Thanks again and big hugs xxx

  • You just made me feel completely normal!! Thank you!!! I was beginning to loose it today! Yes I clearly understand were your coming from! I too have that red market thru my notes and on there sreens! I get treated at times like a out cast!! I've had issues all my life with mental health in the 90s Id run out of skrinks to see!! I'm not crazy enough to get the support I need yet I'm crazy enough to be kept on the files! I've had a really checkered life - all related to violence! I was brought up in care homes all over south west! I'm in my 40s now and I thought my sle would ease - not a chance some days I don't even know who I am anymore! It's so badly affecting my relationship with my partner - men just don't get it do they?? I'm use to him calling me a funny cow and bless him when I'm stuck in bed but when I'm not I'm just the slave catching up with house hold chores! Seems the days of cuddling up on the sofa are gone, but how I miss them!!! I tell him to leave go get sum1 else but I guess he's to lazy to go out on his own - then I feel guilty and then depressed and we go round and round in circles!! I had my 1st child young & my 2nd before I was 20 my eldest was born bright yellow and very small my2nd was smaller but was perfect - only for 3mths and then she just died -Cot death so I fight everyday with myself and my feelings!! Thank you for making today a gud positive one for me as I truly understood every word you wrote and I feel lucky as well as happy that some one some where feels like me!! Hope you have a good day too! Xx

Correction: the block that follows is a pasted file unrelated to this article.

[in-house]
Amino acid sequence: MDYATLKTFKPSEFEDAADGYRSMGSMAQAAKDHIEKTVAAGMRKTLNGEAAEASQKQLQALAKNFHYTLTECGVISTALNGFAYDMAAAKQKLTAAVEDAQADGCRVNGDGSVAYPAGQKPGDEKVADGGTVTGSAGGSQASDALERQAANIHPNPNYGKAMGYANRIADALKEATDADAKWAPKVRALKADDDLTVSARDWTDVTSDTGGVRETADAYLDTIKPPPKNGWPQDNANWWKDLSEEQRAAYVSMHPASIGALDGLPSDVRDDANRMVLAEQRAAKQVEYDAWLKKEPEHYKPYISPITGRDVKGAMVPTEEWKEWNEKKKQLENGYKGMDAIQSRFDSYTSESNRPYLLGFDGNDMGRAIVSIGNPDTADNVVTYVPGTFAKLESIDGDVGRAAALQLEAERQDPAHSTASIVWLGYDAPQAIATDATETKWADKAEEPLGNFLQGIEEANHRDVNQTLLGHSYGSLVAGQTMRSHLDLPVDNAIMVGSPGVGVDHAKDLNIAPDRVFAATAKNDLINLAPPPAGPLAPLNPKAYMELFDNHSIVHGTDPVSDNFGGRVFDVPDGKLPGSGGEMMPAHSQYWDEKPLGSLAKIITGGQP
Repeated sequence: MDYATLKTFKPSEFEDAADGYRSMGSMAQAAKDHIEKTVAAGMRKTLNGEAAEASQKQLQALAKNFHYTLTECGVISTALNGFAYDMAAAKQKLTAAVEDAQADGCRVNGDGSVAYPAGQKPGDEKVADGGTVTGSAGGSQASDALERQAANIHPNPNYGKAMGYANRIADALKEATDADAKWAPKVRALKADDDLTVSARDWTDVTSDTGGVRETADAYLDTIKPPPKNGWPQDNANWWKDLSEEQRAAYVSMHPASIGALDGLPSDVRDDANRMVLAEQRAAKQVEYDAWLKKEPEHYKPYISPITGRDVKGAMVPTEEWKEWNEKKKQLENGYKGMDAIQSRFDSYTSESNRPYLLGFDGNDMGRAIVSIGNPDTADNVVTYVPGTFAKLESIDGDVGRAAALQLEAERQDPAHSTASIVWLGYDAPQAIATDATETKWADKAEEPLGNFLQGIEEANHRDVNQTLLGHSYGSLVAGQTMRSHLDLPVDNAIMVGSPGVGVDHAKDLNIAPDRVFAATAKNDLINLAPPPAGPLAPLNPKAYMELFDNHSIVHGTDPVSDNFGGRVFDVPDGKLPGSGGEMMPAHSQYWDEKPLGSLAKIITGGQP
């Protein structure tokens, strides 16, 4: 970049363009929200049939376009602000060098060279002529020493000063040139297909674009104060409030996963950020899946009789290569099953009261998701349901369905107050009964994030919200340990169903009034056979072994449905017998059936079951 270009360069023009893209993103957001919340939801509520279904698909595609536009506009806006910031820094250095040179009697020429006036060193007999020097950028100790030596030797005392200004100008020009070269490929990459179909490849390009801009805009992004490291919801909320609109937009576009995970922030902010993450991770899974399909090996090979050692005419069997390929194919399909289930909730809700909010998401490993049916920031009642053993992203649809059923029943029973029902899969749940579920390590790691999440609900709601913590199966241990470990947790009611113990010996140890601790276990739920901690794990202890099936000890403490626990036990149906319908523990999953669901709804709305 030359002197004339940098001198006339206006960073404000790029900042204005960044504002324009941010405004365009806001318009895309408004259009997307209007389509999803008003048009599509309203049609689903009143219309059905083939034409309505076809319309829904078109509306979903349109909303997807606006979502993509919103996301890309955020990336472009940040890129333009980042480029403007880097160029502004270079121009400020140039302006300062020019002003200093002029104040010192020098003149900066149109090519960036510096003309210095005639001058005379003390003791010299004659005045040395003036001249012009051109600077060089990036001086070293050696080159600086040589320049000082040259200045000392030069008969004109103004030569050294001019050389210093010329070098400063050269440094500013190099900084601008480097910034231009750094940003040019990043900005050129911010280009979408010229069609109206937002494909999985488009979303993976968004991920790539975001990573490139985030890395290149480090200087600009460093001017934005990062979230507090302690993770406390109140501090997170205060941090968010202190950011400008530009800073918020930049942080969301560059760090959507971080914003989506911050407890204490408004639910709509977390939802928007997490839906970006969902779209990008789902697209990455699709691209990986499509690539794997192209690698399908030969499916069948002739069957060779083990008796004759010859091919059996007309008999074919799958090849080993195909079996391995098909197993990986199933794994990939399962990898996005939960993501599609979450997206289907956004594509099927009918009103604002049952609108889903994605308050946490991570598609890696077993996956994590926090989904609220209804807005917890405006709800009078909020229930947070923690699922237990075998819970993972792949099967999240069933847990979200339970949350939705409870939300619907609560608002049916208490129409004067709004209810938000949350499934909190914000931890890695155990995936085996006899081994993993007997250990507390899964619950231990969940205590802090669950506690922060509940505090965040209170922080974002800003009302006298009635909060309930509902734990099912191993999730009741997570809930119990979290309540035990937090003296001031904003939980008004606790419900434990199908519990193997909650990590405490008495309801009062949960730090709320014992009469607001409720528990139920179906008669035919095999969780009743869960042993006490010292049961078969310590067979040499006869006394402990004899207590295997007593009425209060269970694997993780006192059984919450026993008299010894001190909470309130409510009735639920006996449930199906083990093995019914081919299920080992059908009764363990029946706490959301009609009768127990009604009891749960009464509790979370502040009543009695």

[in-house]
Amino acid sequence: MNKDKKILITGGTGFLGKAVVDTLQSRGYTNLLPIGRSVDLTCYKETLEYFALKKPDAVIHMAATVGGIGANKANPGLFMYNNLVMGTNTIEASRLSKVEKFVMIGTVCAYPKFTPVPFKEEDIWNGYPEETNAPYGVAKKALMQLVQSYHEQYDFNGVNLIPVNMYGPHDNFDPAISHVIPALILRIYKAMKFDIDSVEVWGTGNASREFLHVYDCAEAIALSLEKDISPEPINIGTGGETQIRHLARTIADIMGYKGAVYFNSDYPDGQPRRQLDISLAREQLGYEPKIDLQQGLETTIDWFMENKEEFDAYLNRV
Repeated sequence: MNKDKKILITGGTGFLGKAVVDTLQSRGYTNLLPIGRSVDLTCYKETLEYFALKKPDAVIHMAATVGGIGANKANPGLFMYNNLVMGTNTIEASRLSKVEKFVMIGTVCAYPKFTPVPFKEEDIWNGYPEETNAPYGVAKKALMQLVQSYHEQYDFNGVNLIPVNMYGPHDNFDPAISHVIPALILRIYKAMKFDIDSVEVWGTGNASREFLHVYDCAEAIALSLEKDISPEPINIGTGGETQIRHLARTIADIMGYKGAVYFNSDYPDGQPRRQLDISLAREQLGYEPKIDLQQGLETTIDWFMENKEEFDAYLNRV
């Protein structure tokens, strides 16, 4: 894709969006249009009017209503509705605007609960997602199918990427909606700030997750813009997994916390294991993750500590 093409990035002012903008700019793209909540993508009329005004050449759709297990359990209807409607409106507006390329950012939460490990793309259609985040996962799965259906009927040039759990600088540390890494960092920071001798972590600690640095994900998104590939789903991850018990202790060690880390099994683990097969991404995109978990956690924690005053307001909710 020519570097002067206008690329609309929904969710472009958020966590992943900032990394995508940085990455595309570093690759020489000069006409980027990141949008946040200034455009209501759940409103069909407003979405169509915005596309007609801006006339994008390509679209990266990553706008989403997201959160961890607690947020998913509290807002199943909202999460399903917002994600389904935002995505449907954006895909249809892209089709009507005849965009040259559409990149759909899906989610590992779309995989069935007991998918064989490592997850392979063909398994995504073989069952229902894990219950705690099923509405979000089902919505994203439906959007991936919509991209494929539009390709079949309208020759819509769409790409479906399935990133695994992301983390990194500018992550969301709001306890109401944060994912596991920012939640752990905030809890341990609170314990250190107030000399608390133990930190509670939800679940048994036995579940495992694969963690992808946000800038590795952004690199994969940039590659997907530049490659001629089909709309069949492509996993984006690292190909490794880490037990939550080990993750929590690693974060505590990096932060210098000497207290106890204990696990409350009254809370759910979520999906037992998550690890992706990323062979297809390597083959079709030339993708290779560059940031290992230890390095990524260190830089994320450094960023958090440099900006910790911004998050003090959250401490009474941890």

• Hi Mandy

    Thank you for sharing your experiences with me and I do really feel for you. I also had my children very young. I was mum to three children by the age of 22. I was truly blessed as all three were born healthy and I can't imagine the immense pain you felt at losing your child. I totally believe there is a link between repeated trauma throughout life and the physical manifestation of the many symptoms we all carry with us every single day and night. Yet most people can't even imagine how it feels when gps consultants and even close friends and family members choose not to recognise or acknowledge our pain.

    It's no wonder we question who we are!!!

    But you know something Mandy, we are not crazy people and how strong are we to still be standing? Don't feel bad about asking questions and searching for answers to all this AND be kind to yourself as that's what we find hard to do. Love n hugs xx

  • You and I could be twins. I too wonder if the mental health status voids our ability to be taken seriously. I'm taking a break from drs while I figure out a new way of addressing this.

    We know things aren't ' right' but don't know how or what to do...

    I believe you!